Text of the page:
The artist divides his time between Beijing, Sydney and Las Vegas, where, by his own account, he is rather a success at the blackjack tables. Born in the Netherlands of Chinese parents whose families had originally migrated from Fujian Province, he grew up in Singapore and Indonesia before coming to Australia at the age of 12, thus developing a somewhat multi-layered and complex identity. His work has focused increasingly on notions of risk, chance and entertainment in the context of urban spaces. A long term interest in games of chance and risk resulted in a ten-year design research project investigating how risk plays out in urban spaces and interpersonal communications, and his doctoral dissertation ‘The Architecture of Risk’. Fusing sculpture, architecture, design, video and music engineering, Tan embodies a new spirit in art which increasingly sees old boundaries between these different modes and genres as irrelevant, and the form of an artwork as something which is superimposed upon and driven by the conceptual intentions of the artist. “Art is a vehicle for thinking”, he says, “not a by-product of a commercial drive.” He has developed a visual language of form and space which conveys challenging ideas in engaging and deceptively simple ways.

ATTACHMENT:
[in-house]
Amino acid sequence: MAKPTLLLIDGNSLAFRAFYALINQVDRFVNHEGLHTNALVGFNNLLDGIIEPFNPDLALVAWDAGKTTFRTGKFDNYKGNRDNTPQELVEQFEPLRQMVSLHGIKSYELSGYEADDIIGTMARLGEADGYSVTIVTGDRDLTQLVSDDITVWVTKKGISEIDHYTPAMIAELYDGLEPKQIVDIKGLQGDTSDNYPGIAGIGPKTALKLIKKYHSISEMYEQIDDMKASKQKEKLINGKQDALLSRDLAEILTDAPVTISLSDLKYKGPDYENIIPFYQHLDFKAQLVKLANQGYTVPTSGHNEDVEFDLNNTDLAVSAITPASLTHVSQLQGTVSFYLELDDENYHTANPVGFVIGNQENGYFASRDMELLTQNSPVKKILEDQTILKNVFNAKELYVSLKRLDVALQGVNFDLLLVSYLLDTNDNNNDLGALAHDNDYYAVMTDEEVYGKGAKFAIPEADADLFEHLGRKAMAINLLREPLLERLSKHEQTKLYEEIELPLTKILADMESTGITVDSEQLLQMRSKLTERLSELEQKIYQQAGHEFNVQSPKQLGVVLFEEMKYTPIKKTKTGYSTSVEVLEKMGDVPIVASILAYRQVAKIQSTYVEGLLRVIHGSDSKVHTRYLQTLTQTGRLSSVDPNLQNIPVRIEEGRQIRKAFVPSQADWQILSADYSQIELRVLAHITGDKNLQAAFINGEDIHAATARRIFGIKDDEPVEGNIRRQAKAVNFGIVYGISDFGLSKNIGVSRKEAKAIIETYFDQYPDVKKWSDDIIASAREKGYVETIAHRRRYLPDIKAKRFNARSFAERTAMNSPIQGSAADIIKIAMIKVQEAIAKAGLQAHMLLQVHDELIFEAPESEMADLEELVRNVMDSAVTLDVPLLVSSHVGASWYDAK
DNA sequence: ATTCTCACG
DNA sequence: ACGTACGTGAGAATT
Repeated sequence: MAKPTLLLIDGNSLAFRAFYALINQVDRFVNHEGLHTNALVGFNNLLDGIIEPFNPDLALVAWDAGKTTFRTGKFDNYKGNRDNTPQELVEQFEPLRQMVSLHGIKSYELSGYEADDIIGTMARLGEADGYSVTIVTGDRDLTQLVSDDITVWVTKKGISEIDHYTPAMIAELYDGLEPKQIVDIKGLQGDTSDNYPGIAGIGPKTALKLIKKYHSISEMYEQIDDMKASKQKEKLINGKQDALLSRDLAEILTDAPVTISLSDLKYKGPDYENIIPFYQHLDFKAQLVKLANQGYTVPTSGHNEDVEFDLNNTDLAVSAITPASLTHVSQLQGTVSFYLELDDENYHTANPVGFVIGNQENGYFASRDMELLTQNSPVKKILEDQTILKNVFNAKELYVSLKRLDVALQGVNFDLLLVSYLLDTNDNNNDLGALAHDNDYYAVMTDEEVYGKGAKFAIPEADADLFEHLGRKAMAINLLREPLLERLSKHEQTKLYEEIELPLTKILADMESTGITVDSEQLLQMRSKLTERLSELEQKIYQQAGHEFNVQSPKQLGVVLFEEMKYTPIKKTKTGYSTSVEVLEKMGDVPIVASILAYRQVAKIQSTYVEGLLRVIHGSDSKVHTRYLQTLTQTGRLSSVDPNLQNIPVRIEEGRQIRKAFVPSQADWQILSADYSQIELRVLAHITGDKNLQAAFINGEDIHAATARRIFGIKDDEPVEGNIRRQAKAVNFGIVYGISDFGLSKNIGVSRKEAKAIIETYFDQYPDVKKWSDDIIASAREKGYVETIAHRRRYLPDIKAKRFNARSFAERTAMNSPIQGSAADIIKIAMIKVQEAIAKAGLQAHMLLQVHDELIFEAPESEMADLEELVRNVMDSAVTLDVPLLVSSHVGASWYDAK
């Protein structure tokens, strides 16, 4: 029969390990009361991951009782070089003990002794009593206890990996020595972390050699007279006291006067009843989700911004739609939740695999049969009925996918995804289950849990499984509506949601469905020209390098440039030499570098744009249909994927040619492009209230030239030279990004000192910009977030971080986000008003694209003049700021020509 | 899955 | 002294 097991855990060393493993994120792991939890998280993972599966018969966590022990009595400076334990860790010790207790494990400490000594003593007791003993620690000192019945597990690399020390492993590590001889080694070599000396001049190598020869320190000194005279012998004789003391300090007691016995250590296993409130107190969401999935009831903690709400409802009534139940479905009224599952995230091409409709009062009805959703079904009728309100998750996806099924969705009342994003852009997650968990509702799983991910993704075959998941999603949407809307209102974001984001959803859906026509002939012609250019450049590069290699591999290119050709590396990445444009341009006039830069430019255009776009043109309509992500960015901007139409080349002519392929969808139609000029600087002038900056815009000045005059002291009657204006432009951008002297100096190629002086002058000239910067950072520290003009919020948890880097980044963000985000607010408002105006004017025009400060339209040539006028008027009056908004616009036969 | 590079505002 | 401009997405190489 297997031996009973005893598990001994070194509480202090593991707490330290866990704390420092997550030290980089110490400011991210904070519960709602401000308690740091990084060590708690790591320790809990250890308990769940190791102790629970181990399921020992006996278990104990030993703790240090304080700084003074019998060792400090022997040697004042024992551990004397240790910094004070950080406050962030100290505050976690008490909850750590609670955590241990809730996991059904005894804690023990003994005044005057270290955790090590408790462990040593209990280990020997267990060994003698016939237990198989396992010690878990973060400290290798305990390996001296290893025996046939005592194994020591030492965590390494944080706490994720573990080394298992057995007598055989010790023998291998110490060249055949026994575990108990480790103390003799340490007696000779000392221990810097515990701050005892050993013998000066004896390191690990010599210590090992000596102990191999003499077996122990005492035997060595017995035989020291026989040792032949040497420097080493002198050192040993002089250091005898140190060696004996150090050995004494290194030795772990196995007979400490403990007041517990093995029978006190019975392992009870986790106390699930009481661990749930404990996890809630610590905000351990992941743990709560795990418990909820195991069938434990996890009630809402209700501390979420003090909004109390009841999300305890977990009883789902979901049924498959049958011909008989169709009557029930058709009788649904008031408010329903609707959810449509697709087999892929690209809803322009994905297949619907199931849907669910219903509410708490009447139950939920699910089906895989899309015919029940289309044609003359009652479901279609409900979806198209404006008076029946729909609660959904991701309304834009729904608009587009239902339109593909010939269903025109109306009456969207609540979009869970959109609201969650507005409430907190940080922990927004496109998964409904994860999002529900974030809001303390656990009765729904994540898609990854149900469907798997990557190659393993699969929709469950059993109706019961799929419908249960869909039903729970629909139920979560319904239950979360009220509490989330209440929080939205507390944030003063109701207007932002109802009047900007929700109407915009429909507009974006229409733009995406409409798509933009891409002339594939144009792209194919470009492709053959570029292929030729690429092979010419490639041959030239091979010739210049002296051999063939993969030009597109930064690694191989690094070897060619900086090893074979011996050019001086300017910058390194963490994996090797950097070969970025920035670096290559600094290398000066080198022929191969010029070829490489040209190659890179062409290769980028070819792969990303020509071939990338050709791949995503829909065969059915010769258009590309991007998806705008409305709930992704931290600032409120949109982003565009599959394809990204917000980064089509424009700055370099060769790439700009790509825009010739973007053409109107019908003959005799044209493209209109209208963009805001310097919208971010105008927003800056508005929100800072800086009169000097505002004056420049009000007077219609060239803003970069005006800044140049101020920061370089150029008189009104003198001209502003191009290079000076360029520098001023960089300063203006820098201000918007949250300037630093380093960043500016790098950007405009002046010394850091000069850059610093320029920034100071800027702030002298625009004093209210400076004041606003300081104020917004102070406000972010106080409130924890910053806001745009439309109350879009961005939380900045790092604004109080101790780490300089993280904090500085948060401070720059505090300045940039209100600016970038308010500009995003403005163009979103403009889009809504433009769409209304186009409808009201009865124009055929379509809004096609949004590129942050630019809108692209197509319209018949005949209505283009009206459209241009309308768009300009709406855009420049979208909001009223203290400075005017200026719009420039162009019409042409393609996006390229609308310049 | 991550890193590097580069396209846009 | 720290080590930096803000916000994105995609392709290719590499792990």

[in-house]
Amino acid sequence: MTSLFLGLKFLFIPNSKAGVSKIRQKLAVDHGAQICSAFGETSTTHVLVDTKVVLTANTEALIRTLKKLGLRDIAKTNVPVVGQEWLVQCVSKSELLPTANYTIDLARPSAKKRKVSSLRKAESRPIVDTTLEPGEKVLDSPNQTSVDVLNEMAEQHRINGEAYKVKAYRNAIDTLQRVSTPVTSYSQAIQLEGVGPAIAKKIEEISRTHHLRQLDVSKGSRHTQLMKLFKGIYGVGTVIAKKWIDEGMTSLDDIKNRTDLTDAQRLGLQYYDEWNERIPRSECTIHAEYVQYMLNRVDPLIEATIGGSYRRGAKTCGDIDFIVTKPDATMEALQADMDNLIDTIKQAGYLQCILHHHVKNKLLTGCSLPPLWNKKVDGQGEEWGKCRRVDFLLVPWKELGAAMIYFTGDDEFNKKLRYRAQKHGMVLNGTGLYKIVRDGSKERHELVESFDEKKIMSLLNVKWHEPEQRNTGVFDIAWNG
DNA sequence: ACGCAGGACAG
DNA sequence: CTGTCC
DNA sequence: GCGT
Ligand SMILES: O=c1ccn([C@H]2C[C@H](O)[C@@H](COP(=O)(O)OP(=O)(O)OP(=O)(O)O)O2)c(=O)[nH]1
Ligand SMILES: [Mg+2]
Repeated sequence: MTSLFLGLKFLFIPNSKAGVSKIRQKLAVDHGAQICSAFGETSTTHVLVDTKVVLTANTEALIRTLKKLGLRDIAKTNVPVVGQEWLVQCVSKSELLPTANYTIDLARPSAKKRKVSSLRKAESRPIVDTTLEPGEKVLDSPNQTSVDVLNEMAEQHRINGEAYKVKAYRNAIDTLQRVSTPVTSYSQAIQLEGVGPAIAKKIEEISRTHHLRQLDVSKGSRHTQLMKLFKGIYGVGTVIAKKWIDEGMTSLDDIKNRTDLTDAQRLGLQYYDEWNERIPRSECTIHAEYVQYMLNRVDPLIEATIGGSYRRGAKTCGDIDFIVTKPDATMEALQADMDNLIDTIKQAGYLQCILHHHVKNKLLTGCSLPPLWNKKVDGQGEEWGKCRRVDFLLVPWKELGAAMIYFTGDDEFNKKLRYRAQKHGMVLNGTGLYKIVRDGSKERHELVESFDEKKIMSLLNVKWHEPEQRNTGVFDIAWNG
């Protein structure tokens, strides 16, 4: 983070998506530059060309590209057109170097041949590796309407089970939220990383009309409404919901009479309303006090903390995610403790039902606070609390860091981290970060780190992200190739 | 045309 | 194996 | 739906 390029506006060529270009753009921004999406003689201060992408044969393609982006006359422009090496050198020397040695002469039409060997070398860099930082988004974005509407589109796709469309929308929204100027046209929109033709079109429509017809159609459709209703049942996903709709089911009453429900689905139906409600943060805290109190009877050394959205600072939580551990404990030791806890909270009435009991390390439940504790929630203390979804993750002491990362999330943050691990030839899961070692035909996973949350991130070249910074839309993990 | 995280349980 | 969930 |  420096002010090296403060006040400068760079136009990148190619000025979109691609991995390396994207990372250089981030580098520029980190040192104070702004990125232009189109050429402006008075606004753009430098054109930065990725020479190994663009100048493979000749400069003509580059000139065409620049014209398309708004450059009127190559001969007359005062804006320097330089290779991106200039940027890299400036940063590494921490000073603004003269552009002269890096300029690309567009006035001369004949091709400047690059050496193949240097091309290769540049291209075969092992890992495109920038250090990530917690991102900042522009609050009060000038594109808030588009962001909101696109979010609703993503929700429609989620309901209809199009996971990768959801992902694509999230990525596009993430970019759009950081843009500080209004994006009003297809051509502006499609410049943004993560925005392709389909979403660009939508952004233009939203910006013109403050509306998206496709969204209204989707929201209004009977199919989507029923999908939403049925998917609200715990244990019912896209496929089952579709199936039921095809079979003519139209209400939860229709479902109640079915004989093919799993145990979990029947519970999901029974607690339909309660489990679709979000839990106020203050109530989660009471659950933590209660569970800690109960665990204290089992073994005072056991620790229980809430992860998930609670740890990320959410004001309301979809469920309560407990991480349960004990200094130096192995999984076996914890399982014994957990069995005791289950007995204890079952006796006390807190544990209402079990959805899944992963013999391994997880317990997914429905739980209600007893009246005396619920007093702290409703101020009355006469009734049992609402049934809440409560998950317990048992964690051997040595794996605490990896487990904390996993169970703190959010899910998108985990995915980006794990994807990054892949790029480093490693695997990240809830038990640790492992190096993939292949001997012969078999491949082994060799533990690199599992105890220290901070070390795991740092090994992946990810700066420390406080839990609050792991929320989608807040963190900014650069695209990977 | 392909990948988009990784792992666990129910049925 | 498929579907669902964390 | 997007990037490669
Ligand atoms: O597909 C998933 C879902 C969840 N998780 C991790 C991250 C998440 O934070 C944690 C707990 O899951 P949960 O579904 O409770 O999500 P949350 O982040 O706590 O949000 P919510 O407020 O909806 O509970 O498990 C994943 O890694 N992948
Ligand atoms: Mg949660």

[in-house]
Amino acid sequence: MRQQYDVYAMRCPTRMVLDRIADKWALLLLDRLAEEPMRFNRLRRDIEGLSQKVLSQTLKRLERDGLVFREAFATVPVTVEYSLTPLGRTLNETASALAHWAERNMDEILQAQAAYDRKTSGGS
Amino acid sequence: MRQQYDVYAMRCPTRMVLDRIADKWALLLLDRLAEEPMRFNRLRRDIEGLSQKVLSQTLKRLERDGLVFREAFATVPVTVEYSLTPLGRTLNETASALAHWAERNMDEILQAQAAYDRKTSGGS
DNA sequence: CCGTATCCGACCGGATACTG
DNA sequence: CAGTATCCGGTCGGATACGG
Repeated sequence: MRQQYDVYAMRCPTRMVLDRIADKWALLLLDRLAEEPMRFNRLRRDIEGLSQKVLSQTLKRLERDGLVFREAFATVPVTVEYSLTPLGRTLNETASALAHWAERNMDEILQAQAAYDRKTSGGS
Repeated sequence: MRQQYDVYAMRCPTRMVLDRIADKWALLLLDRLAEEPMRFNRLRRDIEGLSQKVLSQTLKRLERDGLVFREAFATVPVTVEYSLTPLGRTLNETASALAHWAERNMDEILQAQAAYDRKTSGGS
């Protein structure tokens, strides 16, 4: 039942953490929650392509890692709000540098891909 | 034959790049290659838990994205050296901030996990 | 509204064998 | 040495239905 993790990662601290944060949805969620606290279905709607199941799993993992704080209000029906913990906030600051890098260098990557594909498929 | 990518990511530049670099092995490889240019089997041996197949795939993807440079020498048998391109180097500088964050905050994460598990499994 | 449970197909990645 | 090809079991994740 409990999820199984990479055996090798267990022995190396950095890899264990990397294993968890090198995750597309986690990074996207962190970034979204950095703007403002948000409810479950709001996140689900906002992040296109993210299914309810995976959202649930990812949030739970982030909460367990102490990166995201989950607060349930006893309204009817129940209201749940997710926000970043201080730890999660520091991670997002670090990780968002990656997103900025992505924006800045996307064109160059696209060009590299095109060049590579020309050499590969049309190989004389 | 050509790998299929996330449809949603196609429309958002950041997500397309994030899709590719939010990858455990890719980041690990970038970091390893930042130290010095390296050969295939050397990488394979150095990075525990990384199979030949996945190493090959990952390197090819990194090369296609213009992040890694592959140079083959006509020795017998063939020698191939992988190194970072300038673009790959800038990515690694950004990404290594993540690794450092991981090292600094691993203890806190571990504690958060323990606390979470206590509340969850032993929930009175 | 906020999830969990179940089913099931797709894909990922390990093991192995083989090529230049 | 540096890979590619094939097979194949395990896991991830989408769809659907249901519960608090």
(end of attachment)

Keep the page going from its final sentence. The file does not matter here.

His work has been seen in Sydney this year in ‘Snake Snake Snake’, an exhibition of Asian Australian artists, and in 2011 in ‘ZhongJian’, which travelled regional galleries including Wollongong and Mosman. Past solo shows include ‘Happy Toy’ at Tally Beck Contemporary New York; ‘Chinese Toy Stories’ at Redgate Gallery/Opposite House Beijing () and ‘The Depth of Ease’ at Anniart Gallery, 798, Beijing.
Laurens Tan, Beng Beng Prototype Made in China. Fiberglass, Steel, Acrylic, Plastic, Wood, Baked Enamel, 62 x 30 x 11 cm, edition of 8, image courtesy of the artist.